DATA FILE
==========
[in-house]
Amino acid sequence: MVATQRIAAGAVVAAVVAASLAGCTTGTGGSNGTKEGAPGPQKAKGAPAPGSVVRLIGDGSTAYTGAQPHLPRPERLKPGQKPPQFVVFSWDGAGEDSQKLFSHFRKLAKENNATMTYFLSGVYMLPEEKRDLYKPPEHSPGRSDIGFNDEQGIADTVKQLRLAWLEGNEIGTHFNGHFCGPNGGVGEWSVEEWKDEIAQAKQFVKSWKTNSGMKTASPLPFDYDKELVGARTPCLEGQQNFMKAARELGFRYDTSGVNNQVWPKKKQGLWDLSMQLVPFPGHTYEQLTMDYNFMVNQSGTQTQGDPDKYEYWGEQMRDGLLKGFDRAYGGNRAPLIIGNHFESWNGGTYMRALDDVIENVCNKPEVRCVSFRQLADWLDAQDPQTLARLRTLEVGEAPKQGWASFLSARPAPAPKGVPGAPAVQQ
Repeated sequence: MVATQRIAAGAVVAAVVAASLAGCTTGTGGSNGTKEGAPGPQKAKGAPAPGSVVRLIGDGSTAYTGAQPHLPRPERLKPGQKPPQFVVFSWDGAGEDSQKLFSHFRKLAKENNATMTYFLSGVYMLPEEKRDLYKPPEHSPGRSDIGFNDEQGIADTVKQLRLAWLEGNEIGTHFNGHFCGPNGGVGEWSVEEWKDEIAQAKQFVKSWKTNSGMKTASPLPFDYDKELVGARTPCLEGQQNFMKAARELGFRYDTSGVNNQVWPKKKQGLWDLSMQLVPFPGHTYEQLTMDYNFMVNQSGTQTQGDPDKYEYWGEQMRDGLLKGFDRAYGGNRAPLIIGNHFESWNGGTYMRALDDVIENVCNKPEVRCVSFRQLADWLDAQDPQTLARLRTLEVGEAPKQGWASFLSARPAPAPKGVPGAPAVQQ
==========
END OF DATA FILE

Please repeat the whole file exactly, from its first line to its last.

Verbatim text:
[in-house]
Amino acid sequence: MVATQRIAAGAVVAAVVAASLAGCTTGTGGSNGTKEGAPGPQKAKGAPAPGSVVRLIGDGSTAYTGAQPHLPRPERLKPGQKPPQFVVFSWDGAGEDSQKLFSHFRKLAKENNATMTYFLSGVYMLPEEKRDLYKPPEHSPGRSDIGFNDEQGIADTVKQLRLAWLEGNEIGTHFNGHFCGPNGGVGEWSVEEWKDEIAQAKQFVKSWKTNSGMKTASPLPFDYDKELVGARTPCLEGQQNFMKAARELGFRYDTSGVNNQVWPKKKQGLWDLSMQLVPFPGHTYEQLTMDYNFMVNQSGTQTQGDPDKYEYWGEQMRDGLLKGFDRAYGGNRAPLIIGNHFESWNGGTYMRALDDVIENVCNKPEVRCVSFRQLADWLDAQDPQTLARLRTLEVGEAPKQGWASFLSARPAPAPKGVPGAPAVQQ
Repeated sequence: MVATQRIAAGAVVAAVVAASLAGCTTGTGGSNGTKEGAPGPQKAKGAPAPGSVVRLIGDGSTAYTGAQPHLPRPERLKPGQKPPQFVVFSWDGAGEDSQKLFSHFRKLAKENNATMTYFLSGVYMLPEEKRDLYKPPEHSPGRSDIGFNDEQGIADTVKQLRLAWLEGNEIGTHFNGHFCGPNGGVGEWSVEEWKDEIAQAKQFVKSWKTNSGMKTASPLPFDYDKELVGARTPCLEGQQNFMKAARELGFRYDTSGVNNQVWPKKKQGLWDLSMQLVPFPGHTYEQLTMDYNFMVNQSGTQTQGDPDKYEYWGEQMRDGLLKGFDRAYGGNRAPLIIGNHFESWNGGTYMRALDDVIENVCNKPEVRCVSFRQLADWLDAQDPQTLARLRTLEVGEAPKQGWASFLSARPAPAPKGVPGAPAVQQ